Consult your obstetrician regarding your actions and decisions related to your pregnancy. You may be the expert on your body and the daily details of your job, but your OB is the expert on pregnancy and childbirth.

Communicate your work plan with your OB before putting it into action. Make sure your doctor understands exactly what your nursing position entails. Follow the recommendations that your OB proposes so that you can continue to have a safe pregnancy.

Consider your work plan as an ongoing project, instead of a set plan. Your health needs may evolve as your pregnancy does or your job responsibilities may change over time. Either way, keep your OB updated regularly on your work situation.

If your doctor tells you to rest, then just rest. While you may not initially like the idea of taking a break from work, there’s a reason why your OB suggested it: it’s beneficial for your health and the baby’s.

If your OB gives you the “go signal” to continue working, read on to find out how you can make adjustments so you can manage your job as a pregnant nurse. 

2. Be Transparent with Your Manager and Team Members

Your pregnancy will affect your day-to-day work to some degree. Perhaps you won’t be able to handle certain smells or situations without getting nauseous. Maybe you will need a few more extra bathroom breaks than usual.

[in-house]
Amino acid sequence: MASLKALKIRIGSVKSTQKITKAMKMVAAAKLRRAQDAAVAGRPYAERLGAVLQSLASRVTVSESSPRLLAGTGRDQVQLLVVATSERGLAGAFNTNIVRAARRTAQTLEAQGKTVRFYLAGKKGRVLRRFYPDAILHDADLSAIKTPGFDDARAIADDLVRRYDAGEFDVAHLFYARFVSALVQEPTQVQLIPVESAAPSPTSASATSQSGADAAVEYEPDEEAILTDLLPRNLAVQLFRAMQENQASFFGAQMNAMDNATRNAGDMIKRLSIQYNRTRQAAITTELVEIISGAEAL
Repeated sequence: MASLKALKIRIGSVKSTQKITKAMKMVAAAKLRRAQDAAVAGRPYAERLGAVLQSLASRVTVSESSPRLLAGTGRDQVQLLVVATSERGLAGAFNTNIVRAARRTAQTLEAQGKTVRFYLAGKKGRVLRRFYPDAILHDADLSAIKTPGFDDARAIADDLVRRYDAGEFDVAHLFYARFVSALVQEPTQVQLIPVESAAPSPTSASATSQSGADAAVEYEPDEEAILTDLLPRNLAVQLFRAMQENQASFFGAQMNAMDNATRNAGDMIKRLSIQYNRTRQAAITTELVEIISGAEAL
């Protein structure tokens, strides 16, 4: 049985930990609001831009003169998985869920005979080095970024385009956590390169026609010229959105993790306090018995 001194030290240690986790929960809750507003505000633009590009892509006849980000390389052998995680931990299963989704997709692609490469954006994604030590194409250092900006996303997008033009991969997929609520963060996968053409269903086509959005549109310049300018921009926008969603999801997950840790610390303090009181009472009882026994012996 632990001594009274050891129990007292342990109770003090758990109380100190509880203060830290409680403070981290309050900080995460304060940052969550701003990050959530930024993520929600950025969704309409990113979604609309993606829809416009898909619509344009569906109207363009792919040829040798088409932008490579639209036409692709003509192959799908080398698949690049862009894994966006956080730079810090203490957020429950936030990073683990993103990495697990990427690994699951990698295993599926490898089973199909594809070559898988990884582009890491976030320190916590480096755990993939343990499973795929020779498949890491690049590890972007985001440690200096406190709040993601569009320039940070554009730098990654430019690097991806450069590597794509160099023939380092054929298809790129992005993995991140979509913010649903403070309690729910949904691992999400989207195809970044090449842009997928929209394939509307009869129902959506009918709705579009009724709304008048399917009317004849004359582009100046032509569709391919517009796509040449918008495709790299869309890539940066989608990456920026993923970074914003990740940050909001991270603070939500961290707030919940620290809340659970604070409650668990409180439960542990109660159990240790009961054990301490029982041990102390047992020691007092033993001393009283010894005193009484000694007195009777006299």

Since your own work will affect your colleagues’ work too, you should consider telling your manager and teammates about your pregnancy sooner than later, as early as you feel comfortable sharing the news. Once you give your co-workers a heads up, they can start making the necessary changes at work to accommodate your current situation.

Even if you decide not to tell everyone right away, you should at least inform your head nurse, nurse manager, and/or your immediate supervisor about your pregnancy as soon as possible. You should also consider informing a close colleague or two so that someone is aware of your situation in case an emergency happens. You may consult as well with your health care organization’s infection control team regarding best practices for pregnant nurses.